In this final video in this three-part conversation, we talk about Area Studies in the current age of the global dominance of English. Continue reading Area Studies in a Monolingual (English) World
This video continues the conversation started in the previous post about Southeast Asian Studies. We start by talking about the article “Can There Be Southeast Asians in Southeast Asian Studies?” by Ariel Heryanto and then move on to talk about Orientalism, Decolonization, Baby Boomer Politics and Sympathetic Essentialism.
I’ve been sick recently, but I have a lot of ideas in my head and so I decided to record a video about them.
I’ve been thinking a lot about the field of Southeast Asian Studies, and how it fits (or doesn’t) in the world today. In the process, I came across some articles in Vietnamese online papers about a recent conference on Southeast Asian Studies in Vietnam that was recently held at Vietnam National University in Hanoi (VNU).
Dr. K. and his friend, the Little Red Monster, respond to a question about the historicity of the idea that Vietnamese history can be characterized as a long history of resistance against foreign aggression/invasion. Continue reading WTXT: Resistance Against Foreign Aggression/Invasion (Chống Ngoại Xâm) Edition
This is a video about a book that was published in South Vietnam in 1974 about the origins of the Vietnamese people. Continue reading Streaming From Saigon: Hoàng Vân Nội’s Migration Theory
Responding to a call from “Jacques from France,” Dr. K. and guest The Midnight Dreamer discuss the question of “Who were the Ngô?” on the WTXT’s Late Night Textual Healing Show. Continue reading Who Were the Ngô?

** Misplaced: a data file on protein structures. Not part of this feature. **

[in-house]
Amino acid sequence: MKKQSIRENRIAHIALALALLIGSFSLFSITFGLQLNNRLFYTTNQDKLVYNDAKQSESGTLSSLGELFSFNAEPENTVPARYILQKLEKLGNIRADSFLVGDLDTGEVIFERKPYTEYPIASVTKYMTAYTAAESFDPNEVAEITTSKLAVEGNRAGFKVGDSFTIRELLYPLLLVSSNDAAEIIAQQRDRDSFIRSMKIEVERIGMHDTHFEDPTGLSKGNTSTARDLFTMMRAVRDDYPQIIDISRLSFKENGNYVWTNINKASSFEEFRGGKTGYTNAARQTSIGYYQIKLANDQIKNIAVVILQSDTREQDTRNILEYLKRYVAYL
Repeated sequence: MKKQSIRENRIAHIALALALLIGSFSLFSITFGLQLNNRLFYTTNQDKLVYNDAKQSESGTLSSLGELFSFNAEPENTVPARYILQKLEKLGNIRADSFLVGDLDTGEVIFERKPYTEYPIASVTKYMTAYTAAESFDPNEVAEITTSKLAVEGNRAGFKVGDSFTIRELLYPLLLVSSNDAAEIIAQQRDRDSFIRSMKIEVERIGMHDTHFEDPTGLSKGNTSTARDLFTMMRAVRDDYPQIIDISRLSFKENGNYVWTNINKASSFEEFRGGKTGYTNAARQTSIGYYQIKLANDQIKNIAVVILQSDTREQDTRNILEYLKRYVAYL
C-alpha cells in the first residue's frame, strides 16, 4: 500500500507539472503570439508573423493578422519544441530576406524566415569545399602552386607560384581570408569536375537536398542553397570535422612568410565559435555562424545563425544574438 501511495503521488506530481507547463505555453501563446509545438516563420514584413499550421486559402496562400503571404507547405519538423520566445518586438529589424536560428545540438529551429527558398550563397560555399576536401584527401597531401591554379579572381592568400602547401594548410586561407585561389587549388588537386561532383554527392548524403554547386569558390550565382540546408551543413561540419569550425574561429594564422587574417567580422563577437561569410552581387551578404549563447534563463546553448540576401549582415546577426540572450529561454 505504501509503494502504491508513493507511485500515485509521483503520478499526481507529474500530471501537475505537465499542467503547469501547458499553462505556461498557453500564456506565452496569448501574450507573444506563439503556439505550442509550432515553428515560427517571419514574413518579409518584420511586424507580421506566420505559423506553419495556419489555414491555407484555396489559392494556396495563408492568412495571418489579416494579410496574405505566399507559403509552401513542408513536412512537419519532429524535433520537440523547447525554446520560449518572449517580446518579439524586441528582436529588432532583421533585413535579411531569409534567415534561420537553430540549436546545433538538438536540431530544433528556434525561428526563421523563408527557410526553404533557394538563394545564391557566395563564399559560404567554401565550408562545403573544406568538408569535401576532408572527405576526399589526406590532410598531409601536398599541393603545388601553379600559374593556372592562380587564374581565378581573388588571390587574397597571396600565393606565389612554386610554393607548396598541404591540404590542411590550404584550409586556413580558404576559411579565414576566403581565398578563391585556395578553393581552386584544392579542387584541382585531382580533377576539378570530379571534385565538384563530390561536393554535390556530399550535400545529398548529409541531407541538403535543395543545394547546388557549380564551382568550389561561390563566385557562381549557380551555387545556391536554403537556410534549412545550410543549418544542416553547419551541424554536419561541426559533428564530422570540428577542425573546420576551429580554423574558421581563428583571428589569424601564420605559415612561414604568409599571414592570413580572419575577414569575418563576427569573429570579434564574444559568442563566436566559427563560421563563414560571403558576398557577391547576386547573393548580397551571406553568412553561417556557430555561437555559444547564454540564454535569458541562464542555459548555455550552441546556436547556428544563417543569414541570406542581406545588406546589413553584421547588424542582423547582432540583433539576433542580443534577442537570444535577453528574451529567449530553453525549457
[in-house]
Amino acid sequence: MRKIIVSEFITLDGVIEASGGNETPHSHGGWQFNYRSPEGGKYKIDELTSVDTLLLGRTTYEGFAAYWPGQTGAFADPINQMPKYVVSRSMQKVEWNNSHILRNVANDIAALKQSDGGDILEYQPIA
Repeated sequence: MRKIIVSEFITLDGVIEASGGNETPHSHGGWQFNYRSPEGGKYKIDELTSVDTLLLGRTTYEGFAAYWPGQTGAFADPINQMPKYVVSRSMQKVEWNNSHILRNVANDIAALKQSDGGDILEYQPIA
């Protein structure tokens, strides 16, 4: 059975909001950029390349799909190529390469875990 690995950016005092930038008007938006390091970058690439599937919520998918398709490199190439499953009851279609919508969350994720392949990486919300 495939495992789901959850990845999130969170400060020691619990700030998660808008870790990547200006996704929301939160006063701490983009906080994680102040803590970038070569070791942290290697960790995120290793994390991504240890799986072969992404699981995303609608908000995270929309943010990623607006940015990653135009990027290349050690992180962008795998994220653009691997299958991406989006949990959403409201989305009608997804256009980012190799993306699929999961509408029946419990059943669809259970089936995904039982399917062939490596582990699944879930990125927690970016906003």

The above video is a discussion of Nguyễn Đăng Thục’s essay “The Origins of the Vietnamese People,” which was published in either the 1960s or early 1970s by the Directorate of Cultural Affairs, Ministry of State in Charge of Cultural Affairs, Saigon, Vietnam. Continue reading Streaming From Saigon: Nguyễn Đăng Thục on the Indonesian Âu Lạc
In my ongoing effort to experiment with ways in which digital media can enhance the efforts of historians to examine and talk about the past, I am particularly pleased to begin a new series of videos that I will call “Streaming From Saigon.”
The purpose of these videos will be to introduce ideas that were discussed by Vietnamese historians in the 1950s-1970s.
This is a meditation on the “Nam quốc sơn hà,” strangeness in history, Benedict Anderson, language learning, the “Bình Ngô đại cáo,” Soviet soldiers, Tạ Chí Đại Trường, and the questioning of the received/established knowledge of experts. Continue reading Strangeness and History in Vietnam
In this video Trần Trọng Dương talks about the effort of some Vietnamese scholars to interpret the past in ways that they hope will distance Vietnamese culture from Chinese culture.